Take, for example, the album’s biggest shocker, “Reckoner.” The song debuted years ago at Redrocks Ampitheater in Seattle – in fact, I believe that was the only performance of the song ever (verified here – 58 Hours) – as a guitar-driven, hard-edged stomper. Imagine my surprise when I queued up the song and heard a cymbal-driven, multi-layered, falsetto-crooned, symphonic dream that made the original sound like a distant, inferior memory.

I often have debates with people about the definition of “good” music – is there such a quality? Is a simple pop song featuring the repetitive hooks that Timbaland creates “good”? Does a song have to have complex lyrics to be “good”? What the hell does this have to do with “In Rainbows”? The song “All I Need,” although it might not be as “good” as many other Radiohead songs in its depth or construction, has already become an instant classic for me, and probably my favorite song on the album. Sweet, simple lyrics, driven by a steady beat that ends in a crash of cymbals that is so amazing that lasts just long enough to give you a taste, but then abruptly stops, making you want to listen to it again to feel the rush. It distinctly reminds me of “Lightning Crashes” by Live, another song I like for similar reasons.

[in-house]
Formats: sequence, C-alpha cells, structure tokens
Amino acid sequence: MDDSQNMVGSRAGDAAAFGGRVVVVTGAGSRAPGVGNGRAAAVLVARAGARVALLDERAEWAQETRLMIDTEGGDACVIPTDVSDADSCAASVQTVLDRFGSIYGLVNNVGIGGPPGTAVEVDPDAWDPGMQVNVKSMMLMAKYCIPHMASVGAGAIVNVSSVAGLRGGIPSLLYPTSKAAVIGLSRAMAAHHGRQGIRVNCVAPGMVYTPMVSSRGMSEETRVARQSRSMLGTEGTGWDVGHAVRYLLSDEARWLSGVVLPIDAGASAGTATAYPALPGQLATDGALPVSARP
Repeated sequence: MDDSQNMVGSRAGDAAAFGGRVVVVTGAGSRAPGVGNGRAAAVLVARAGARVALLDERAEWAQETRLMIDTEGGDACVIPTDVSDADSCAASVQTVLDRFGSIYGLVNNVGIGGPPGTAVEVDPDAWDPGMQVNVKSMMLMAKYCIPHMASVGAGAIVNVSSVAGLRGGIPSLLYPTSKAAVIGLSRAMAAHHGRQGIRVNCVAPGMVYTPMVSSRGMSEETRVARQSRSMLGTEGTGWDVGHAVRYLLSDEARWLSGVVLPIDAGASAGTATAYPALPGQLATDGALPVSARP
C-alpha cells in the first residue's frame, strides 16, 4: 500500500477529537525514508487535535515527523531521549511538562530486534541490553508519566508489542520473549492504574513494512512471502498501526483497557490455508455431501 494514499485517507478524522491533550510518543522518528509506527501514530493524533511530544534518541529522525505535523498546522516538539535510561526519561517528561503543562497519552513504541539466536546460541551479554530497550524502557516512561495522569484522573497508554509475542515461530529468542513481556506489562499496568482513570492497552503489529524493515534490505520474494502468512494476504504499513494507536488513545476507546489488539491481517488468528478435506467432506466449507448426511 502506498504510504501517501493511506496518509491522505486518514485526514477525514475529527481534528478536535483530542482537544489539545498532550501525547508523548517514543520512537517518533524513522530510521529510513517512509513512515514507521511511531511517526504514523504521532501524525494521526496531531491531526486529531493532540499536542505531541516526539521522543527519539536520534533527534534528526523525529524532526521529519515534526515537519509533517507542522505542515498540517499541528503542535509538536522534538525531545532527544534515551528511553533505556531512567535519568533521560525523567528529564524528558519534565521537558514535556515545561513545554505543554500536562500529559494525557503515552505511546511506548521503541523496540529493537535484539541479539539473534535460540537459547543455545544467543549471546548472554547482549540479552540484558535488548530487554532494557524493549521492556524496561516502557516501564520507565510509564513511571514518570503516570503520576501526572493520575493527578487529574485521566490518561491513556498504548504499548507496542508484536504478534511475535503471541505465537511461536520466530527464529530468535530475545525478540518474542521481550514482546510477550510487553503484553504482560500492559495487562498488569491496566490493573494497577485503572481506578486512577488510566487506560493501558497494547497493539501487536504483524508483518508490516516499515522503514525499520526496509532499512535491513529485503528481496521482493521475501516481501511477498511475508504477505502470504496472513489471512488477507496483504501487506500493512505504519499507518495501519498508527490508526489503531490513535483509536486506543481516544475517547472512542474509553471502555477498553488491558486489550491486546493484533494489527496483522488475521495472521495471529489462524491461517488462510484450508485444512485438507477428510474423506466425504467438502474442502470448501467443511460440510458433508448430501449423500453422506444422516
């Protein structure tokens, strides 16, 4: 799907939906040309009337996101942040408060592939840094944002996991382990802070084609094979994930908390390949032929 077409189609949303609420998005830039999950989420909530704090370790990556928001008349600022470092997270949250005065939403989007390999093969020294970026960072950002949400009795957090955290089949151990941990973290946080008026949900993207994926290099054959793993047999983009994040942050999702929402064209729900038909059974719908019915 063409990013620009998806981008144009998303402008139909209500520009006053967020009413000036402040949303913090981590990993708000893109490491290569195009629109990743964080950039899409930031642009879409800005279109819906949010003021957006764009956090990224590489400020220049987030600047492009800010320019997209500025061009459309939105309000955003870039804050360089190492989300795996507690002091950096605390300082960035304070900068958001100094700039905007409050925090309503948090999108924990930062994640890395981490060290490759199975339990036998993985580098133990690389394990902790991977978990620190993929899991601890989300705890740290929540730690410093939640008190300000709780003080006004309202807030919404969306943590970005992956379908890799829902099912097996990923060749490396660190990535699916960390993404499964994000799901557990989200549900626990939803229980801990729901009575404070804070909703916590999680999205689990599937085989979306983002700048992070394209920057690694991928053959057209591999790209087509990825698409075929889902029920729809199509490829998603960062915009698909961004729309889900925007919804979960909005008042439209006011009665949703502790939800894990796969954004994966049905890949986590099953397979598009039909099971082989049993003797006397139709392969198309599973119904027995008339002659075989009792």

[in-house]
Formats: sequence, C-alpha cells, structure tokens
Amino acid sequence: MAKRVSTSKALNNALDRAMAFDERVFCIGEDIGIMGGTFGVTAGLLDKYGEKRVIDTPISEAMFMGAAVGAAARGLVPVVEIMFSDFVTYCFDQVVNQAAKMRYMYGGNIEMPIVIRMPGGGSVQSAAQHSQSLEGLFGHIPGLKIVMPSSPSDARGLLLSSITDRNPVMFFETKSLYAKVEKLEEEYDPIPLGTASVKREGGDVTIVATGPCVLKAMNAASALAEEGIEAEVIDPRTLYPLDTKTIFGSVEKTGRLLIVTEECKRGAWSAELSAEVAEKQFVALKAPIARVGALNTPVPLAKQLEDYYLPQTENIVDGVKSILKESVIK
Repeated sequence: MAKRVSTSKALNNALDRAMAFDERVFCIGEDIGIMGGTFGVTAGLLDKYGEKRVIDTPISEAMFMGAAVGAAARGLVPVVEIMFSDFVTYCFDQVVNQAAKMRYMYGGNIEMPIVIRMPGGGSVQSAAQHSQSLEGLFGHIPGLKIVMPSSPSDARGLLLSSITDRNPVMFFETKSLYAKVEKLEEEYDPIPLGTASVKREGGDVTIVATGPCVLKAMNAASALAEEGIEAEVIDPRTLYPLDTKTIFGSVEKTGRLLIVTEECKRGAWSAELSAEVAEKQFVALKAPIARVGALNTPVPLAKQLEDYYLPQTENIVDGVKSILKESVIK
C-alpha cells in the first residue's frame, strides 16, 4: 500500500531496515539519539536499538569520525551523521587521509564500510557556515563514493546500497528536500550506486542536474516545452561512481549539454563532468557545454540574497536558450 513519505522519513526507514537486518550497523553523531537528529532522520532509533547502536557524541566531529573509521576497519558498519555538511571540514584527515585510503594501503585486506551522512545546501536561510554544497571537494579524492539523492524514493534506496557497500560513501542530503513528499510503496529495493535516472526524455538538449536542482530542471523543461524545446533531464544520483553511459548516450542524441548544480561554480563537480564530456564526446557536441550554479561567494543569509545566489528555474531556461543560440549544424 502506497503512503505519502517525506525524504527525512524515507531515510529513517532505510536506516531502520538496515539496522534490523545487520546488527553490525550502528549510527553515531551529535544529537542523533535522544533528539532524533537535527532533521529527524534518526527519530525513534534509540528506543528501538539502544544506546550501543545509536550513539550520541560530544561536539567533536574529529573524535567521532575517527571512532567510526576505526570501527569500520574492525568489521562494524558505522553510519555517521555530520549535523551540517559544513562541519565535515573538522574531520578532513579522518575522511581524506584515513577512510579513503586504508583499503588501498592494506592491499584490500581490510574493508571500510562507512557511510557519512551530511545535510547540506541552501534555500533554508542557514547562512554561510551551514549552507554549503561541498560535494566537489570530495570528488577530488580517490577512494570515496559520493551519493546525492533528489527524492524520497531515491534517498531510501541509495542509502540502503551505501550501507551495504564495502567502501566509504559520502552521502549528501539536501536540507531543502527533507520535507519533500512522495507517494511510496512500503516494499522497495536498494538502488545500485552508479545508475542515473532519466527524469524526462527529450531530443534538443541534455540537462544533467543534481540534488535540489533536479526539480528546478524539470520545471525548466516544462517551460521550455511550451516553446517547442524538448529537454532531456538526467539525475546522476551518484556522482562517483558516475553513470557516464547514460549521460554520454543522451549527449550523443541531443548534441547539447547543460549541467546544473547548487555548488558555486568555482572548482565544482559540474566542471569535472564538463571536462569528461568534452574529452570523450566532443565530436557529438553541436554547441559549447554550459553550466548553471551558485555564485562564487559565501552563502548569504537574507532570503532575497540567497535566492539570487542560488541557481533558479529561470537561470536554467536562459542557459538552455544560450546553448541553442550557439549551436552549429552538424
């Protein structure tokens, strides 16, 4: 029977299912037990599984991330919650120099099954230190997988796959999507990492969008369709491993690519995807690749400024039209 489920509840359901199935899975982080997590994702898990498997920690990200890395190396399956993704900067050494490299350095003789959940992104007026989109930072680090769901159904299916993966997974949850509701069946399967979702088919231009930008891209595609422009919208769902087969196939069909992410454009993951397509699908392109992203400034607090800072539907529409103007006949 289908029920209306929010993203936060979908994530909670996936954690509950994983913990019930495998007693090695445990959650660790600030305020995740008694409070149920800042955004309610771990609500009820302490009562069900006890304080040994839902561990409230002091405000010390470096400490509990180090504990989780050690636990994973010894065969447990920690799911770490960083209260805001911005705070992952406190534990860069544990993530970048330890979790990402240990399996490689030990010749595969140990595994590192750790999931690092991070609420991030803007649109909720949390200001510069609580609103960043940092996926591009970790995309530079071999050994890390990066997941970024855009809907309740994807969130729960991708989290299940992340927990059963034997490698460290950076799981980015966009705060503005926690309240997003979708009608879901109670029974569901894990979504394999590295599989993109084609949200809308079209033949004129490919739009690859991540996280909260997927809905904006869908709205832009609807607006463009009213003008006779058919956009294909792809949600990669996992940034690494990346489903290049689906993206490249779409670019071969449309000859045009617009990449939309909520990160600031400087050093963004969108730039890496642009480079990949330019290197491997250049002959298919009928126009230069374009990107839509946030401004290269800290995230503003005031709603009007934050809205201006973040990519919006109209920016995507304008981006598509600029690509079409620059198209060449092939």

At the end of the album, we have the gentle piano-driven “Videotape,” one of those classic Radiohead songs where you can’t figure out whether it’s uplifting or depressing, but to dwell on said question would be missing the point. It’s fantastic. And how’s this for a closer?